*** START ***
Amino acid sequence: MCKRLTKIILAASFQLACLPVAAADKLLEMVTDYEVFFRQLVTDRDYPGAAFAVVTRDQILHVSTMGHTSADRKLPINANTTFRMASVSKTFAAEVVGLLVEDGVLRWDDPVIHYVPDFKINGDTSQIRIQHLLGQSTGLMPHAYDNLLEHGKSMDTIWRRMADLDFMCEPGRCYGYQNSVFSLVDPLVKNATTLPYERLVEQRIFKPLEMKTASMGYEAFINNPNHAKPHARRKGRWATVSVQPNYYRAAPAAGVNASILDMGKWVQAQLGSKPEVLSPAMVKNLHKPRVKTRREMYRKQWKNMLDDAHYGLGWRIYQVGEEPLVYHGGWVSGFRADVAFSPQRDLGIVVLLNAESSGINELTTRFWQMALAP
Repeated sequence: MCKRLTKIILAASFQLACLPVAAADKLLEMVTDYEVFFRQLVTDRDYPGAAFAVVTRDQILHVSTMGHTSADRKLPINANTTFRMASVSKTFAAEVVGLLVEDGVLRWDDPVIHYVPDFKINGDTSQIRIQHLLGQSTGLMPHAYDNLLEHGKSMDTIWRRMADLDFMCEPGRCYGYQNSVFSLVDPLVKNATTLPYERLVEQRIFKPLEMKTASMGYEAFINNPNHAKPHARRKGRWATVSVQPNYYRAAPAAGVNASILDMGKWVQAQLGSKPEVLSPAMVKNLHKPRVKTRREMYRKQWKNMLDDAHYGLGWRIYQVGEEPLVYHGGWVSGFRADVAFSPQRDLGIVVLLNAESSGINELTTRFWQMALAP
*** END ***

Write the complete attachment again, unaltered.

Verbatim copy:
Amino acid sequence: MCKRLTKIILAASFQLACLPVAAADKLLEMVTDYEVFFRQLVTDRDYPGAAFAVVTRDQILHVSTMGHTSADRKLPINANTTFRMASVSKTFAAEVVGLLVEDGVLRWDDPVIHYVPDFKINGDTSQIRIQHLLGQSTGLMPHAYDNLLEHGKSMDTIWRRMADLDFMCEPGRCYGYQNSVFSLVDPLVKNATTLPYERLVEQRIFKPLEMKTASMGYEAFINNPNHAKPHARRKGRWATVSVQPNYYRAAPAAGVNASILDMGKWVQAQLGSKPEVLSPAMVKNLHKPRVKTRREMYRKQWKNMLDDAHYGLGWRIYQVGEEPLVYHGGWVSGFRADVAFSPQRDLGIVVLLNAESSGINELTTRFWQMALAP
Repeated sequence: MCKRLTKIILAASFQLACLPVAAADKLLEMVTDYEVFFRQLVTDRDYPGAAFAVVTRDQILHVSTMGHTSADRKLPINANTTFRMASVSKTFAAEVVGLLVEDGVLRWDDPVIHYVPDFKINGDTSQIRIQHLLGQSTGLMPHAYDNLLEHGKSMDTIWRRMADLDFMCEPGRCYGYQNSVFSLVDPLVKNATTLPYERLVEQRIFKPLEMKTASMGYEAFINNPNHAKPHARRKGRWATVSVQPNYYRAAPAAGVNASILDMGKWVQAQLGSKPEVLSPAMVKNLHKPRVKTRREMYRKQWKNMLDDAHYGLGWRIYQVGEEPLVYHGGWVSGFRADVAFSPQRDLGIVVLLNAESSGINELTTRFWQMALAP